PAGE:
It was Andy Pettitte’s birthday — his 40th — an occasion he has celebrated for nearly the past 20 years in clubhouses like the one where he stood last Friday afternoon at Nationals Park. But this one was a bit different.
As he begins this decade, the starting pitcher for the New York Yankees is just a few months removed from retirement. A year ago, he was coaching his son’s youth baseball team.
The media members gathered in front of his locker and Pettitte joked that his age hadn’t caught up with him yet. He felt the same as he did the previous day, he said.
“So, you felt 40 yesterday,” one reporter said, drawing a large smile from Pettitte.
Upon reaching the mid-life milestone, Pettitte listed his three main priorities in life. Baseball came in last. A 17-year career marked by three All-Star games, eight 15-win seasons and five World Series rings ranked behind his strong faith and his relationship with his family.
“That’s just what it’s all about. I try to show humility in everything I do” he said. “I felt like God gave me the ability to do this, so why should I be arrogant about this?”
After 16 seasons in the major leagues, Pettitte retired in February 2011. He returned in May and is enjoying his second-best start to a season since 2002.
In seven starts, including the Yankees’ 5-3 win over the Nationals on Saturday in the middle of a three-game sweep, he has fanned 46 batters and posted a 2.77 earned run average. On Friday, Pettitte will try for his fourth win of the season as the Yankees take on the crosstown Mets.
He decided in December to attempt a comeback, but said he didn’t feel confident about it until February. He first pitched from a flat surface, slowly building enough arm strength to throw off the mound. He had worked out only a handful of times during his 11-month retirement.
Although other teams were interested in him, Pettitte said his only choice was the Yankees. He kept in touch with the team’s general manager, Brian Cashman, who told him in January that the team couldn’t wait any longer and had acquired a pair of pitchers. Translation: No more room, no extra money.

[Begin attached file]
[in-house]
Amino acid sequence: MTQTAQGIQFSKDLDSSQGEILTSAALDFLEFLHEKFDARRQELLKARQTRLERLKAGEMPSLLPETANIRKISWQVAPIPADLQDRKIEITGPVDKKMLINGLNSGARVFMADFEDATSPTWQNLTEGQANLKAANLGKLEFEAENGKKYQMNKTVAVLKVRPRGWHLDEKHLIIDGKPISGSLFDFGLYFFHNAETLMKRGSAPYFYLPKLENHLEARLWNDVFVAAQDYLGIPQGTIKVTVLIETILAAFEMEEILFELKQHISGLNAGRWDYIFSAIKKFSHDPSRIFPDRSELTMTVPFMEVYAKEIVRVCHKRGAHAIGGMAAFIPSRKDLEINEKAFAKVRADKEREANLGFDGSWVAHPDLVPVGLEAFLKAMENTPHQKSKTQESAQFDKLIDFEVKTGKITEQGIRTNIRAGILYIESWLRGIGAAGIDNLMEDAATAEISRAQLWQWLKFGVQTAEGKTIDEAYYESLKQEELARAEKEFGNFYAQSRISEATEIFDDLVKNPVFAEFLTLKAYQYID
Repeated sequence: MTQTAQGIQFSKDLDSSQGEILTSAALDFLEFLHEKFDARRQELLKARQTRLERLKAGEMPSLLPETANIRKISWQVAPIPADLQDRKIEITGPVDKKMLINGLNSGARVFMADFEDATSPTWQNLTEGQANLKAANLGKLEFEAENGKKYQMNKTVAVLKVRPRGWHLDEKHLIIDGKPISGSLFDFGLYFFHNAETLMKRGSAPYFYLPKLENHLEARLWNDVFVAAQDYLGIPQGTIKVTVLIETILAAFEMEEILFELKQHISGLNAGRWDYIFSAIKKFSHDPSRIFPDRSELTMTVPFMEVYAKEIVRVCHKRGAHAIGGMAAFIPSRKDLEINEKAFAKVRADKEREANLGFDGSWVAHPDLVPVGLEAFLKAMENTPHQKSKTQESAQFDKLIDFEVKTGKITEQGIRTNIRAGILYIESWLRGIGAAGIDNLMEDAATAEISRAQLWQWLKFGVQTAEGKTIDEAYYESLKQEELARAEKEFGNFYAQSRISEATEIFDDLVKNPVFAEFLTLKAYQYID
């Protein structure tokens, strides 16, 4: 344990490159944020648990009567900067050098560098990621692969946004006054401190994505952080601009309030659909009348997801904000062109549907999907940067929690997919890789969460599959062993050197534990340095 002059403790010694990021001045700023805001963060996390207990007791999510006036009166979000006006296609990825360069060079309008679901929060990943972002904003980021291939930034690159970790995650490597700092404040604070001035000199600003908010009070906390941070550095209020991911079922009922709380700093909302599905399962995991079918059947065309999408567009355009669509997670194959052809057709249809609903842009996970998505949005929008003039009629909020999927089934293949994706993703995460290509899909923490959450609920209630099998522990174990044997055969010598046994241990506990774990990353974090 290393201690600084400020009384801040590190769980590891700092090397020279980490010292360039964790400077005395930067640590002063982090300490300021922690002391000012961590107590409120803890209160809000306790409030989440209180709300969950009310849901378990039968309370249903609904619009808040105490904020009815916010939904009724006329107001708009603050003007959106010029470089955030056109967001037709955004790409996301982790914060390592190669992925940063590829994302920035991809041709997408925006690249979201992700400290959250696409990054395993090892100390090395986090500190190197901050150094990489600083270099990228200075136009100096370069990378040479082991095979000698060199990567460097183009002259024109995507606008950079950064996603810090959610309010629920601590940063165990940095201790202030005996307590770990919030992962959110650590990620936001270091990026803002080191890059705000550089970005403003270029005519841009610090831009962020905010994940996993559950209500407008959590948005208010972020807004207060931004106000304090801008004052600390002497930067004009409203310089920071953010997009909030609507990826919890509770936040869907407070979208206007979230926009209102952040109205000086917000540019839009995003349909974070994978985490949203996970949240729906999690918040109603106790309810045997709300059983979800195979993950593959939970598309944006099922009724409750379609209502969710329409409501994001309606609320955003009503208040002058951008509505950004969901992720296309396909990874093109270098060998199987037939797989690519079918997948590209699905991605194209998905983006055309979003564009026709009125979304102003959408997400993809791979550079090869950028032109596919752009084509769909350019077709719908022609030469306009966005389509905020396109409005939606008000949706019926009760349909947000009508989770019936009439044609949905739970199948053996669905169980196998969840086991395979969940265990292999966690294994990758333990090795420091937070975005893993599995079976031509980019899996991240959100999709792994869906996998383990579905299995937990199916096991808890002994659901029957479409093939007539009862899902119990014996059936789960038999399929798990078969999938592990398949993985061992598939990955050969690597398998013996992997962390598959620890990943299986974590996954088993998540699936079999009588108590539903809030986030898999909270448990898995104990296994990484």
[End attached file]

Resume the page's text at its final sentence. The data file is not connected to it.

“I said ‘I totally understand that,’ ” Pettitte said he told Cashman. “You guys do what you need to do. If the good Lord wants this to happen, it will happen.”
In a tradition for retired Yankees, Pettitte was invited to spring training as a one-week special instructor, along with Reggie Jackson, Ron Guidry and Goose Gossage. Pettitte helped throw batting practice, advised young pitchers and spent time with old teammates. Although he had a new role, the thought of a return didn’t diminish.
Less than a month later, Pettitte signed a one-year, minor league contract with the Yankees worth $2.5 million,a lot less than Cashman’s January offer. He said he never imagined he’d sign a minor league deal, but it was the only way to make the situation work for both parties.
“I prayed about it with my wife and my kids and I felt like it was something that God wanted me to do,” Pettitte said. “And I knew if I was into this, it would work out.”
Pettitte’s year away from baseball was therapy for his mind. By the time he retired, he said he no longer had the drive he needed to train for his job. He didn’t follow baseball closely; instead he spent the summer watching his daughter and two sons play sports.
Discussions with his children and wife, Laura, prompted Pettitte to return to the majors. They view his talent as a gift from God, and don’t believe he should waste it.
When Pettitte faced the Nationals on Saturday, he became the first 40-year-old starter for the Yankees since Roger Clemens in 2007. His slider didn’t show his age, however, as it dazzled the Nats for seven innings. Pettitte needed just 13 pitches to retire 19-year-old Bryce Harper four straight times. Harper struck out on sliders in his first three at-bats.
“He’s prepared himself to do this. He works extremely hard,” Yankees Manager Joe Girardi said. “As I’ve said all along, I didn’t think he would do this if he couldn’t pitch at a high level.”
Pettitte said he doesn’t try to influence the other members of the Yankees’ staff. They’re professionals with great drive, he said. But their numbers have improved significantly since he returned.
Ivan Nova, 25, has won his last five starts. Phil Hughes and C.C. Sabathia, 31, have won three of their four June starts. Pettitte said he’s known Hughes, who turns 26 on Sunday, since Hughes was a rookie and hopes to be a positive influence on him.
“A guy that’s been out of the game for so long and comes back and pitches the way he has, it motivates the team,” veteran outfielder Andruw Jones said. “He boosted the young guys. Him going out there throwing a solid seven, eight innings, it makes everyone in the rotation want to be better.”
This offseason, Pettitte most likely will have another series of meetings with his family in Texas. If his slider continues to dart across the plate, chances are he’ll entertain playing another season. Or he may step away from the game again.
No matter the decision, it won’t be his alone. When baseball comes in third, it’s perhaps easier to rely on faith and family to make the choice with you.